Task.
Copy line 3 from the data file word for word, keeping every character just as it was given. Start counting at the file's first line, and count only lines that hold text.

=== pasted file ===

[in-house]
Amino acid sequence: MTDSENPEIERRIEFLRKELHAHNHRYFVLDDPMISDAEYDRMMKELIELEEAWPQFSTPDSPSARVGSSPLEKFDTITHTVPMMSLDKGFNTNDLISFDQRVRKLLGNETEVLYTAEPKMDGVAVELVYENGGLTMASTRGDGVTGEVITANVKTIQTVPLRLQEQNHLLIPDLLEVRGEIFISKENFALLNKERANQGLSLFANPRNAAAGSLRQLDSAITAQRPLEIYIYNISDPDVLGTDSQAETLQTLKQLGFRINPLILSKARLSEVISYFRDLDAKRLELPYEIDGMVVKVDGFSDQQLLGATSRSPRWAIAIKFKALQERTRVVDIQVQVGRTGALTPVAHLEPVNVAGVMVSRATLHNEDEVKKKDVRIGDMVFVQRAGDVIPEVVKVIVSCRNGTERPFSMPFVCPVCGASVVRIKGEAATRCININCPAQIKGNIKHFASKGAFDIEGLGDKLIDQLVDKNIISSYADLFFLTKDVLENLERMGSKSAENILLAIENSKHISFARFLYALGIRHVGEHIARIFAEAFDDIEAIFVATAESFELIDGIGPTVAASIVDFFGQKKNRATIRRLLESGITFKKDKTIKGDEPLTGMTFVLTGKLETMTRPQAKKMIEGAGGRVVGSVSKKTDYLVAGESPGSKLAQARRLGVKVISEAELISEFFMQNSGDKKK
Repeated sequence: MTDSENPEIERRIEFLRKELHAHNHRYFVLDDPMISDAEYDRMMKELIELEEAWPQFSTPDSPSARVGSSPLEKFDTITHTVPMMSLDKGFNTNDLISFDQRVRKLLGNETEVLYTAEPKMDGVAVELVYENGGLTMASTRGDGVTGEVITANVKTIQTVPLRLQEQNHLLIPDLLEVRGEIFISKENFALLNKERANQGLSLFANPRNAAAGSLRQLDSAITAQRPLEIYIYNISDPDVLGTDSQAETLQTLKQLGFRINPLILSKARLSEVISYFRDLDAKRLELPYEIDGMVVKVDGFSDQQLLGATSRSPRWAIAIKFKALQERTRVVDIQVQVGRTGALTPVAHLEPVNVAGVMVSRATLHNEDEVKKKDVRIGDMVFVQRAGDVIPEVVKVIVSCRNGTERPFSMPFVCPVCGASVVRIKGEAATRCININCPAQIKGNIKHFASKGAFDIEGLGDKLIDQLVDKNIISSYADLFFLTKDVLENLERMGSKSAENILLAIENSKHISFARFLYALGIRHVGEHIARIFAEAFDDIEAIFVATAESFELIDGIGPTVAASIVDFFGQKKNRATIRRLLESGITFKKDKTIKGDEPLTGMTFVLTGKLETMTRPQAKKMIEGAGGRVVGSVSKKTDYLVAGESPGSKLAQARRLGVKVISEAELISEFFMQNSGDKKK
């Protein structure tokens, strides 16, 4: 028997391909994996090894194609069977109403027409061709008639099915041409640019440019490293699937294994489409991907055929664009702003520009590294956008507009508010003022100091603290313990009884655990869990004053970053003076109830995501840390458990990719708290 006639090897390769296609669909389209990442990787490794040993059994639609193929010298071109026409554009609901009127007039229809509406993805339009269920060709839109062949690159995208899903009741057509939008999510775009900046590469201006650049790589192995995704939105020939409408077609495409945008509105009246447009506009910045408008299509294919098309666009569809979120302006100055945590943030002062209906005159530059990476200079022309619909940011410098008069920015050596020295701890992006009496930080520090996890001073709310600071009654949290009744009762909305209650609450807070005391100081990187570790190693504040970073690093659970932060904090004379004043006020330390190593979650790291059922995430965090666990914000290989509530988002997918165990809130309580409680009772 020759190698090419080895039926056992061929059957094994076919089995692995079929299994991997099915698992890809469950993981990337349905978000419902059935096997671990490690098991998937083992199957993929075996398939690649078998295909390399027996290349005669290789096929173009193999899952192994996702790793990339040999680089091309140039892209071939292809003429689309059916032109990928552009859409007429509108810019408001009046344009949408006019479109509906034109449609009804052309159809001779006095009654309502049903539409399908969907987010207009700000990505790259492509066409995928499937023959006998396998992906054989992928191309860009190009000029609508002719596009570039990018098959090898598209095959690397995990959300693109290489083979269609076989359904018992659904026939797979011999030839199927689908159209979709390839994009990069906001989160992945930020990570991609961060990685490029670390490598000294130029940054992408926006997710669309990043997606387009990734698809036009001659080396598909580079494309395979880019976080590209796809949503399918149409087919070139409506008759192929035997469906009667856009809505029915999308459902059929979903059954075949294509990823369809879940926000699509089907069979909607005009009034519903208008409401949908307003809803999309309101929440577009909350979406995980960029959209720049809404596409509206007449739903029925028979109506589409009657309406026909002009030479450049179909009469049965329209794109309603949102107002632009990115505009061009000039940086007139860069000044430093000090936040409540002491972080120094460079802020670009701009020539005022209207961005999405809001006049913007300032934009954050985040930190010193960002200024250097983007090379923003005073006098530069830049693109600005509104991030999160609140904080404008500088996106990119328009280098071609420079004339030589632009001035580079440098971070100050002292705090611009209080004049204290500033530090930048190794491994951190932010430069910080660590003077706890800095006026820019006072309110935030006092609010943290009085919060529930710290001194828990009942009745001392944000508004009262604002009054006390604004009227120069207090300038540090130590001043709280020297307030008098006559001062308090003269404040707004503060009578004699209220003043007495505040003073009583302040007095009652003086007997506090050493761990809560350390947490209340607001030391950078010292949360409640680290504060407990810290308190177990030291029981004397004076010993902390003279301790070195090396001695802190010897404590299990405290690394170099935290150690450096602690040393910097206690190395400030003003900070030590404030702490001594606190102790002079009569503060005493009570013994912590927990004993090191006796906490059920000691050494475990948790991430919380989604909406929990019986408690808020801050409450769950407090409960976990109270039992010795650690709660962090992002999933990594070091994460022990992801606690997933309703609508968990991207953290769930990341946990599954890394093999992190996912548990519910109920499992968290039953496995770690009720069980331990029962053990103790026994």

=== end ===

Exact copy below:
Repeated sequence: MTDSENPEIERRIEFLRKELHAHNHRYFVLDDPMISDAEYDRMMKELIELEEAWPQFSTPDSPSARVGSSPLEKFDTITHTVPMMSLDKGFNTNDLISFDQRVRKLLGNETEVLYTAEPKMDGVAVELVYENGGLTMASTRGDGVTGEVITANVKTIQTVPLRLQEQNHLLIPDLLEVRGEIFISKENFALLNKERANQGLSLFANPRNAAAGSLRQLDSAITAQRPLEIYIYNISDPDVLGTDSQAETLQTLKQLGFRINPLILSKARLSEVISYFRDLDAKRLELPYEIDGMVVKVDGFSDQQLLGATSRSPRWAIAIKFKALQERTRVVDIQVQVGRTGALTPVAHLEPVNVAGVMVSRATLHNEDEVKKKDVRIGDMVFVQRAGDVIPEVVKVIVSCRNGTERPFSMPFVCPVCGASVVRIKGEAATRCININCPAQIKGNIKHFASKGAFDIEGLGDKLIDQLVDKNIISSYADLFFLTKDVLENLERMGSKSAENILLAIENSKHISFARFLYALGIRHVGEHIARIFAEAFDDIEAIFVATAESFELIDGIGPTVAASIVDFFGQKKNRATIRRLLESGITFKKDKTIKGDEPLTGMTFVLTGKLETMTRPQAKKMIEGAGGRVVGSVSKKTDYLVAGESPGSKLAQARRLGVKVISEAELISEFFMQNSGDKKK